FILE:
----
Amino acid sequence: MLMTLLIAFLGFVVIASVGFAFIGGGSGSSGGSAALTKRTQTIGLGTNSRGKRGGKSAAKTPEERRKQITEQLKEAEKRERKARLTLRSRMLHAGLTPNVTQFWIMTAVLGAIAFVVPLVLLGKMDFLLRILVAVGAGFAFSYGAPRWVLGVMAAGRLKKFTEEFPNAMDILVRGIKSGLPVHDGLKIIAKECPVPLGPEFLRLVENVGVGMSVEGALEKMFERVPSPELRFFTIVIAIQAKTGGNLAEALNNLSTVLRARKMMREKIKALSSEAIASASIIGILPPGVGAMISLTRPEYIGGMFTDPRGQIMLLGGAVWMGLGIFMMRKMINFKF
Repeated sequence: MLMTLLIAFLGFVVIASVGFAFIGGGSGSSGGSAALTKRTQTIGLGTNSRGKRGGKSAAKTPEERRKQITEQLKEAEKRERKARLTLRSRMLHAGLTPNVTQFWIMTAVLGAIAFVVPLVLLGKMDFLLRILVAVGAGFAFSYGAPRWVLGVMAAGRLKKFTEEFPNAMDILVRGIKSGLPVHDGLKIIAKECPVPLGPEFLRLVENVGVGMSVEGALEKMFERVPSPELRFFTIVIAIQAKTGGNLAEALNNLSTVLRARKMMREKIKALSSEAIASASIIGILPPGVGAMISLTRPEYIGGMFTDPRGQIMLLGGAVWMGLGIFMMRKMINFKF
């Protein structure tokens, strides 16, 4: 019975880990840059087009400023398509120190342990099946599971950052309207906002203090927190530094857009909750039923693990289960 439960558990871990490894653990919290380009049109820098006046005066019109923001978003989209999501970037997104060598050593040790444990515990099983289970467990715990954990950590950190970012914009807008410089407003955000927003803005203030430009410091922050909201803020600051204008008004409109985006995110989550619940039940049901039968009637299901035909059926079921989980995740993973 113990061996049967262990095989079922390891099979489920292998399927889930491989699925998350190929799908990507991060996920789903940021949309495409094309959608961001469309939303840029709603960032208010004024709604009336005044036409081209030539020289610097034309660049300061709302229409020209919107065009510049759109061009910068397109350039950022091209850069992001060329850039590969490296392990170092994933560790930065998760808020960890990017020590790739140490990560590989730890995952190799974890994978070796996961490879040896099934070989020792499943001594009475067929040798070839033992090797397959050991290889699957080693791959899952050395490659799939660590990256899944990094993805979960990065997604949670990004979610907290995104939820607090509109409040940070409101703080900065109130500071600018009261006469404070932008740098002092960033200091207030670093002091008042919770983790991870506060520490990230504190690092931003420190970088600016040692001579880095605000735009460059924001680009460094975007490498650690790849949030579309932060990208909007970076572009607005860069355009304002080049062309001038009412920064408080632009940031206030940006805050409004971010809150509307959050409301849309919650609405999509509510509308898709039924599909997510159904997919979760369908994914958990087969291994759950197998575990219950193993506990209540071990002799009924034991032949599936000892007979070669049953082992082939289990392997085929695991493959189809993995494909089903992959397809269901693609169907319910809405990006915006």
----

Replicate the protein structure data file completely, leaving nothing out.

Amino acid sequence: MLMTLLIAFLGFVVIASVGFAFIGGGSGSSGGSAALTKRTQTIGLGTNSRGKRGGKSAAKTPEERRKQITEQLKEAEKRERKARLTLRSRMLHAGLTPNVTQFWIMTAVLGAIAFVVPLVLLGKMDFLLRILVAVGAGFAFSYGAPRWVLGVMAAGRLKKFTEEFPNAMDILVRGIKSGLPVHDGLKIIAKECPVPLGPEFLRLVENVGVGMSVEGALEKMFERVPSPELRFFTIVIAIQAKTGGNLAEALNNLSTVLRARKMMREKIKALSSEAIASASIIGILPPGVGAMISLTRPEYIGGMFTDPRGQIMLLGGAVWMGLGIFMMRKMINFKF
Repeated sequence: MLMTLLIAFLGFVVIASVGFAFIGGGSGSSGGSAALTKRTQTIGLGTNSRGKRGGKSAAKTPEERRKQITEQLKEAEKRERKARLTLRSRMLHAGLTPNVTQFWIMTAVLGAIAFVVPLVLLGKMDFLLRILVAVGAGFAFSYGAPRWVLGVMAAGRLKKFTEEFPNAMDILVRGIKSGLPVHDGLKIIAKECPVPLGPEFLRLVENVGVGMSVEGALEKMFERVPSPELRFFTIVIAIQAKTGGNLAEALNNLSTVLRARKMMREKIKALSSEAIASASIIGILPPGVGAMISLTRPEYIGGMFTDPRGQIMLLGGAVWMGLGIFMMRKMINFKF
């Protein structure tokens, strides 16, 4: 019975880990840059087009400023398509120190342990099946599971950052309207906002203090927190530094857009909750039923693990289960 439960558990871990490894653990919290380009049109820098006046005066019109923001978003989209999501970037997104060598050593040790444990515990099983289970467990715990954990950590950190970012914009807008410089407003955000927003803005203030430009410091922050909201803020600051204008008004409109985006995110989550619940039940049901039968009637299901035909059926079921989980995740993973 113990061996049967262990095989079922390891099979489920292998399927889930491989699925998350190929799908990507991060996920789903940021949309495409094309959608961001469309939303840029709603960032208010004024709604009336005044036409081209030539020289610097034309660049300061709302229409020209919107065009510049759109061009910068397109350039950022091209850069992001060329850039590969490296392990170092994933560790930065998760808020960890990017020590790739140490990560590989730890995952190799974890994978070796996961490879040896099934070989020792499943001594009475067929040798070839033992090797397959050991290889699957080693791959899952050395490659799939660590990256899944990094993805979960990065997604949670990004979610907290995104939820607090509109409040940070409101703080900065109130500071600018009261006469404070932008740098002092960033200091207030670093002091008042919770983790991870506060520490990230504190690092931003420190970088600016040692001579880095605000735009460059924001680009460094975007490498650690790849949030579309932060990208909007970076572009607005860069355009304002080049062309001038009412920064408080632009940031206030940006805050409004971010809150509307959050409301849309919650609405999509509510509308898709039924599909997510159904997919979760369908994914958990087969291994759950197998575990219950193993506990209540071990002799009924034991032949599936000892007979070669049953082992082939289990392997085929695991493959189809993995494909089903992959397809269901693609169907319910809405990006915006």